Bobbie Gentry – The Girl From Chickasaw County (2022)

Under appreciated and overlooked during her career, singer-songwriter Bobbie Gentry didn’t fill into any of the usual conventional boxes. With her music sitting somewhere between pop and country, record buyers were confused and executives didn’t know what to do with her.

Tim from Bluestreak Records in Peterborough called to tell me he got the new Bobbie Gentry collection, The Girl From Chickasaw County in the store, and I rushed down right after work to get it. Released for the first time on vinyl, this two lp set is a compilation of tracks from the massive Bobbie Gentry box set released on CD a few years ago, which includes previously unreleased tracks from Bobbie’s fabled unfinished album! It is a perfect deep dive into the Southern Gothic world of this incredible and often misunderstood and underappreciated singer-songwriter.

In the past couple of years I’ve become obsessed with Bobbie Gentry! So much so that, according to Spotify’s year end wrap ups, Bobbie was apparently the artist I listened to the most in 2021 and 2022! The only thing wrong with Bobbie Gentry is that I have such a difficult time finding copies of her albums. Between 1967 and 1971, Bobbie released seven studio albums. After three years of searching, I’ve only managed to track down four for my collection.

Bobbie Gentry – Ode to Billy Joe (1967)

For me, getting into Bobbie Gentry shows a shift in my musical tastes. Although I’ve been known to like various country music artists through my life, traditionally I’m not much of a listener or collector of the genre. But, over the past couple of years I have been listening to more and more country artists, and I firmly believe that some of the most interesting singer-songwriters working in music today are women coming out of Nashville. The rise of the popularity of women in country has been best observed via Dolly Parton’s massive resurgence of popularity starting around 2020. But Bobbie Gentry is to Dolly Parton what David Bowie is to Lou Reed. Although they play in the same genre, Dolly, like Bowie, is universally loved and a crowd pleaser. But Bobbie, like Reed, is a bit grittier, a bit more dangerous, an outsider and often misunderstood by conventional audiences.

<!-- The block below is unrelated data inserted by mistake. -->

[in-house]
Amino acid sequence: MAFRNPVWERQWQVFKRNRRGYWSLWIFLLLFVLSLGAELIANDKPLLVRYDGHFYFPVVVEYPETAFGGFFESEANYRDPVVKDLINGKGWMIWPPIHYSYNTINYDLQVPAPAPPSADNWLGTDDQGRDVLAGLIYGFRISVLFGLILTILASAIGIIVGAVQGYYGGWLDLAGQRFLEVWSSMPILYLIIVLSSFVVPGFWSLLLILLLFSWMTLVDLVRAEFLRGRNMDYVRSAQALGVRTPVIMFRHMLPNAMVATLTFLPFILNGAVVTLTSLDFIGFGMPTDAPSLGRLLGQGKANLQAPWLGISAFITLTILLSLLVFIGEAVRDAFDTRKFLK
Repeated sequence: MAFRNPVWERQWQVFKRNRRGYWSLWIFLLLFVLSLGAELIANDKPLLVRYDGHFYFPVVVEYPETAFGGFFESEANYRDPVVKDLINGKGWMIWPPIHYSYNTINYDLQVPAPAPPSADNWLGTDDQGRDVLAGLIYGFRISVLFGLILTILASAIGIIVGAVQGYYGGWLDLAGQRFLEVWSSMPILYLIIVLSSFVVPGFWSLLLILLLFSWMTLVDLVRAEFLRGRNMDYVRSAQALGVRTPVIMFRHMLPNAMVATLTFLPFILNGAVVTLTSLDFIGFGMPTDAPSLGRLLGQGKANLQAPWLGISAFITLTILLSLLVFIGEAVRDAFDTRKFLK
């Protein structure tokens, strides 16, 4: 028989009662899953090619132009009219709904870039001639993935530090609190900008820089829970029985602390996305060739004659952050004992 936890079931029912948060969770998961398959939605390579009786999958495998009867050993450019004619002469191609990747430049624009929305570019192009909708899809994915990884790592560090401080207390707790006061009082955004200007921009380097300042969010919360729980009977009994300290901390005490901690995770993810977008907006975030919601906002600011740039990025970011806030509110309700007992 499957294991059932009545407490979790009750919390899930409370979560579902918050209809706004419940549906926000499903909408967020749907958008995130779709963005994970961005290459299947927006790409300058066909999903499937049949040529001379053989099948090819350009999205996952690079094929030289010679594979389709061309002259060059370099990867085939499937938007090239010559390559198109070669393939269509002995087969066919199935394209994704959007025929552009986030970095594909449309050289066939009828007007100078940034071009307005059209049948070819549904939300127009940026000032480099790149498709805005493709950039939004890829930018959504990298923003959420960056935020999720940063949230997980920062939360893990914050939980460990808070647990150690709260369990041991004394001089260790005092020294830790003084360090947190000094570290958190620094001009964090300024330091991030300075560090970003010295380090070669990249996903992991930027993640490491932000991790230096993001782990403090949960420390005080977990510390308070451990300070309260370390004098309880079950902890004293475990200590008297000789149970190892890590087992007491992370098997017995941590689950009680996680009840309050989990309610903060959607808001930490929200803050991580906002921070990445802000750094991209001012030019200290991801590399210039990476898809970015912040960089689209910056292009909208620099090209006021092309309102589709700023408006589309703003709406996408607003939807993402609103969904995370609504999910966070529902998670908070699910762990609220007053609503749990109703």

It also should be noted that despite Bobbie’s music being drenched in her Mississippi roots, her music leans closer to being contemporary 60’s pop than country. In fact, in regards to chart placement, Bobbie had more success on the regular charts than the Nashville ones. When she released her epic “Ode to Billy Joe’ in 1967, it raced up the Billboard charts and landed at #8, and even made the UK charts where it sat at #13. That year she won the Grammy Award for Best New Artist of the year, Best Contemporary Single and Best Contemporary Female Performer. Billboard and the Grammy’s weren’t slotting her as a country artist

To country for rock stations, to sophisticated for country stations, often Bobbie Gentry’s best albums fell through the cracks.

Truth was, Bobbie Gentry’s brand of music was so undefinable that she seemed to be slotted somewhere between pop and country, but at a time where there was very little genre crossover amongst record buyers. But this makes a lot of sense based on who Bobbie was. She was a backwoods girl from Mississippi who grew up on a dirt farm without electricity, who learnt to play piano when her grandmother milked cows in trade for young Bobbie to take lessons. But at age 13 she moved to join her absentee mother in Palm Springs, CA, eventually entering UCLA as a philosophy major and worked as a fashion model and office clerk. She was a gorgeous girl with an outrageous southern drawl that made her undeniably “country,” but she wasn’t a Daisy Mae bumpkin. She was educated, sophisticated and talented.

So I doubt that the LA music executives really knew what to do with an artist like Bobbie when she hit the scene at the end of the 60’s. Her contemporaries in the LA scene were The Doors, The Mamas and the Papas, The Beach Boys, The Byrds and The Strawberry Alarmclock. Bobbie was definitely something else., And while she was definitely successful and extremely visible during the late 60’s and early 70’s, she never reproduced the same massive success that she had with “Ode to Billy Joe.” Her albums sold, but the fact that they sat between two genres may have confused record buyers, as well as the label when they promoted her.

Bobbie Gentry – The Delta Sweete (1968)

This most evident example of this problem was seen with her most ambitious album, “The Delta Sweete.” Released in 1968 as her follow up to “Ode to Billy Joe,” this double album was Bobbie’s attempt at writing her own concept album, which all the serious musicians were doing at the time. In “The Delta Sweete” Bobbie brings the reality of the Mississippi Delta to the listeners through sound and song. Dipped into deep traditional blues, its some of Bobbie’s most provocative music. As a concept album its as strong as The Who’s “Tommy,” Lou Reed’s “Berlin” and Pink Floyd’s “The Wall,” but the time wasn’t right for it and the audience just didn’t know what to make of it. It didn’t gain any hits and sold poorly.